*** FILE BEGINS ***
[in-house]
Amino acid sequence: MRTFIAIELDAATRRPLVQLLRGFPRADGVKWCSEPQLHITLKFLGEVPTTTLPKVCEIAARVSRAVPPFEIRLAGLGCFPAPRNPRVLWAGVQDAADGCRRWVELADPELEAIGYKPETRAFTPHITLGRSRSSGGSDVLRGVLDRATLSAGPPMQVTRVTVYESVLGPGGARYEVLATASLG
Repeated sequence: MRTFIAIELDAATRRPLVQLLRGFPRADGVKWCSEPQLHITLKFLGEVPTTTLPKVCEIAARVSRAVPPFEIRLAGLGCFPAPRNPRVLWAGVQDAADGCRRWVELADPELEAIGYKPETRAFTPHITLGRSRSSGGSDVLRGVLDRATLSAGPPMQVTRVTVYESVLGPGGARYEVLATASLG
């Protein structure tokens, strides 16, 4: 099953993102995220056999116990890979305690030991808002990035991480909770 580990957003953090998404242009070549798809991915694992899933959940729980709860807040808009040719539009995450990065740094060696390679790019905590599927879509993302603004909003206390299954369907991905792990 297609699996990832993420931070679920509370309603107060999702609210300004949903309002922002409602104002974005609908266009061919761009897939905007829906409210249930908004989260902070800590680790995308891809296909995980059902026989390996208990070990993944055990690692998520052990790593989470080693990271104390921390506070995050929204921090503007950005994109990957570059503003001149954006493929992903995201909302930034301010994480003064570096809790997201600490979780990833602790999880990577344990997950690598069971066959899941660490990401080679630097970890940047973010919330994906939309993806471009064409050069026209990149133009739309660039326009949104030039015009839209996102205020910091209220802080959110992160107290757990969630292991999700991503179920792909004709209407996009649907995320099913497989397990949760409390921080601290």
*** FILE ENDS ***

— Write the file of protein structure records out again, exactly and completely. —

[in-house]
Amino acid sequence: MRTFIAIELDAATRRPLVQLLRGFPRADGVKWCSEPQLHITLKFLGEVPTTTLPKVCEIAARVSRAVPPFEIRLAGLGCFPAPRNPRVLWAGVQDAADGCRRWVELADPELEAIGYKPETRAFTPHITLGRSRSSGGSDVLRGVLDRATLSAGPPMQVTRVTVYESVLGPGGARYEVLATASLG
Repeated sequence: MRTFIAIELDAATRRPLVQLLRGFPRADGVKWCSEPQLHITLKFLGEVPTTTLPKVCEIAARVSRAVPPFEIRLAGLGCFPAPRNPRVLWAGVQDAADGCRRWVELADPELEAIGYKPETRAFTPHITLGRSRSSGGSDVLRGVLDRATLSAGPPMQVTRVTVYESVLGPGGARYEVLATASLG
């Protein structure tokens, strides 16, 4: 099953993102995220056999116990890979305690030991808002990035991480909770 580990957003953090998404242009070549798809991915694992899933959940729980709860807040808009040719539009995450990065740094060696390679790019905590599927879509993302603004909003206390299954369907991905792990 297609699996990832993420931070679920509370309603107060999702609210300004949903309002922002409602104002974005609908266009061919761009897939905007829906409210249930908004989260902070800590680790995308891809296909995980059902026989390996208990070990993944055990690692998520052990790593989470080693990271104390921390506070995050929204921090503007950005994109990957570059503003001149954006493929992903995201909302930034301010994480003064570096809790997201600490979780990833602790999880990577344990997950690598069971066959899941660490990401080679630097970890940047973010919330994906939309993806471009064409050069026209990149133009739309660039326009949104030039015009839209996102205020910091209220802080959110992160107290757990969630292991999700991503179920792909004709209407996009649907995320099913497989397990949760409390921080601290």